New Study Finds Eating Chocolate Regularly Could Cut Cardiovascular Risk by One Third
September 12, 2011 — A new paper suggests that eating chocolate, among other lifestyle and diet choices, is a key factor in preventing heart disease. Oscar Franco, M.D., presented the paper at the European Society of Cardiology (ESC) Congress 2011.
The World Health Organization predicts that by 2030, nearly 23.6 million people will die from heart disease. A number of recent studies have shown that eating chocolate has a positive influence on human health due to its antioxidant and anti-inflammatory properties. This includes reducing blood pressure and improving insulin sensitivity (a stage in the development of diabetes).
However, the evidence about how eating chocolate affects your heart still remains unclear. So Franco and colleagues from the University of Cambridge carried out a large-scale review of existing evidence to evaluate chocolate’s effects on cardiovascular events like heart attack and stroke.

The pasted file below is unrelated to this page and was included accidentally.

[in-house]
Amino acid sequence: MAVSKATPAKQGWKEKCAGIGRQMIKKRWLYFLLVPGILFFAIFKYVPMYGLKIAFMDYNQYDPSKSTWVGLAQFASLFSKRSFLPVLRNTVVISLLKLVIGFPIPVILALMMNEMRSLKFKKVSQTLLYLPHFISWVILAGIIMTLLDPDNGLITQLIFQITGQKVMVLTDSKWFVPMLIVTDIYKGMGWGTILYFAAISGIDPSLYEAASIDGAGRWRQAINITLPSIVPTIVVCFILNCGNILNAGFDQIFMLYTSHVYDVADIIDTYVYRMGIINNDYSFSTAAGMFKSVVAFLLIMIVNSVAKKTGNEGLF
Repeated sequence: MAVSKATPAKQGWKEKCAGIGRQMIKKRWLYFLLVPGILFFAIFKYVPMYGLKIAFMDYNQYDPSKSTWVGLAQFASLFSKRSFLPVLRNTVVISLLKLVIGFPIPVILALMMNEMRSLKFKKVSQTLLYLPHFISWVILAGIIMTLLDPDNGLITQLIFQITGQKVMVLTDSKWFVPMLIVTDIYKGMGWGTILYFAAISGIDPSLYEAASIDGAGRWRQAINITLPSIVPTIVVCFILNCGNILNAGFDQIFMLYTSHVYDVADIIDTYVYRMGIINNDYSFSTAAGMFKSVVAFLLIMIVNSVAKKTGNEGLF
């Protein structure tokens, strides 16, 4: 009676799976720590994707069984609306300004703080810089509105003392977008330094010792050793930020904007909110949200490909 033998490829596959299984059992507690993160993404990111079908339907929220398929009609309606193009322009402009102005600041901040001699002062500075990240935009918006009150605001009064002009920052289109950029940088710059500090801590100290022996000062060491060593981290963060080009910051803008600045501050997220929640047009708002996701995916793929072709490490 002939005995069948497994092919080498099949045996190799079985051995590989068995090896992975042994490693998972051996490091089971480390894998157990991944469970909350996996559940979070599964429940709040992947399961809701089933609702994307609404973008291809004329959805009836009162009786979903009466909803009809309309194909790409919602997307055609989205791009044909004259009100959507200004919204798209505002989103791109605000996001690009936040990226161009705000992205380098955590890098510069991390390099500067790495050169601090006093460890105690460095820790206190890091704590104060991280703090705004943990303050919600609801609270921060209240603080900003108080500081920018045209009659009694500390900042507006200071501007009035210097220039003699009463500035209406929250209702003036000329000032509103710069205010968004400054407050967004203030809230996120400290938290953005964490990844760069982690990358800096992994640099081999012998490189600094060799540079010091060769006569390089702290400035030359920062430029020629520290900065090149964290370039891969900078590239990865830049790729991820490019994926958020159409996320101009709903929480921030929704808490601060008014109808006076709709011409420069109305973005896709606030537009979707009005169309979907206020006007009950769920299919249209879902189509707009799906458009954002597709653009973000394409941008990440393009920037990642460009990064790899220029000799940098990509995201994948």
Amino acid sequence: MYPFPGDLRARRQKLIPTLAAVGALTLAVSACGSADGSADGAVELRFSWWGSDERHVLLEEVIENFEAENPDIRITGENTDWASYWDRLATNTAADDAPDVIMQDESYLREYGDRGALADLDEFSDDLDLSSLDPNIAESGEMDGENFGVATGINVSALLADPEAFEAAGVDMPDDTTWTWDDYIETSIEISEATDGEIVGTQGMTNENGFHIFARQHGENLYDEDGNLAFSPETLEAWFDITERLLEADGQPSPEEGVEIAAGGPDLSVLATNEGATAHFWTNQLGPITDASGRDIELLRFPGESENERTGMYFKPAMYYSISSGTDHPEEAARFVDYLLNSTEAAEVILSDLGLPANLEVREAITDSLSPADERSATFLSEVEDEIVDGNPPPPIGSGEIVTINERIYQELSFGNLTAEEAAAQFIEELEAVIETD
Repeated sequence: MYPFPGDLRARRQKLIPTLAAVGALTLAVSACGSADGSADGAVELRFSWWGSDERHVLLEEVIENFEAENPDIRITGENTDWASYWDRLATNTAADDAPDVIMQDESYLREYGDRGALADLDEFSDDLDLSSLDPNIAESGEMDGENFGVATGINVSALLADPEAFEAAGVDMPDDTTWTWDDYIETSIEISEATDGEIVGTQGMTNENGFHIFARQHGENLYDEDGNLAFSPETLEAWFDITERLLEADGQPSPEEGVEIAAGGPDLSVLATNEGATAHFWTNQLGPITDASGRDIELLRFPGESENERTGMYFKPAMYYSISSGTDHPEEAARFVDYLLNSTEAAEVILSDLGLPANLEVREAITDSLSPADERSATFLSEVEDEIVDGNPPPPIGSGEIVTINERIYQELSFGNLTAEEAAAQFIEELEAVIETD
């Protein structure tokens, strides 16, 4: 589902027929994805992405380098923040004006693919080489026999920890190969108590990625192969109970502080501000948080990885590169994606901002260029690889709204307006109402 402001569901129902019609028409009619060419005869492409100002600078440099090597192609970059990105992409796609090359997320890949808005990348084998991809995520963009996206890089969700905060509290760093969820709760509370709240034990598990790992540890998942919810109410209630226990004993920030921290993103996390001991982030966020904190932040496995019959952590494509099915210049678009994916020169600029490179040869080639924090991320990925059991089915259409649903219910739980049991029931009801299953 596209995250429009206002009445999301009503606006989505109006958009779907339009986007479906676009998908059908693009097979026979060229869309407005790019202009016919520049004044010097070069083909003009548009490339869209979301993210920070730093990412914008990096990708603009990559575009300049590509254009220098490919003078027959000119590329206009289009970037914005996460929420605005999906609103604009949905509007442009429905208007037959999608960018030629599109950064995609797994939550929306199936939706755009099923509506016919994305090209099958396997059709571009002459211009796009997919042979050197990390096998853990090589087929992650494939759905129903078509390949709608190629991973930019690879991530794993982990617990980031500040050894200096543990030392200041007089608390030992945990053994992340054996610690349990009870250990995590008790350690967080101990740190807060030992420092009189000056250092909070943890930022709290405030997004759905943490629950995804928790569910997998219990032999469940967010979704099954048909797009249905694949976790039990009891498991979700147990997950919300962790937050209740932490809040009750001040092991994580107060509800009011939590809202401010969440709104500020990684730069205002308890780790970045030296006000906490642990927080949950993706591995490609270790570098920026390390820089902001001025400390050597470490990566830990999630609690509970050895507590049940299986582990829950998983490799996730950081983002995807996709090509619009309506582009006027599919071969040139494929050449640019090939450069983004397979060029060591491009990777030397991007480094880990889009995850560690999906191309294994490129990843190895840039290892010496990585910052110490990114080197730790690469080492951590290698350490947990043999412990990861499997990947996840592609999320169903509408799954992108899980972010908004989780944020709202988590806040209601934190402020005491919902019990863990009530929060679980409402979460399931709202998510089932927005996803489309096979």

They analyzed the results of seven studies, involving more than 100,000 participants, on this topic. Differences in study design and quality were taken into account to minimize bias.
Five studies reported a beneficial link between higher levels of chocolate consumption and the risk of cardiovascular events. They also found the highest levels of chocolate consumption were associated with a 37 percent reduction in cardiovascular disease and a 29 percent reduction in stroke compared with lowest levels.
The studies did not differentiate between dark or milk chocolate and included consumption of chocolate bars, drinks, biscuits and desserts.
The authors say the findings need to be interpreted with caution, as commercially available chocolate is very calorific (around 500 calories for every 100 grams). As a result, eating too much could in itself lead to weight gain, risk of diabetes and heart disease.
They conclude that, given the health benefits of eating chocolate, initiatives to reduce current fat and sugar content in most chocolate products, without affecting the taste sensation, should be explored.
For more information: www.bmj.com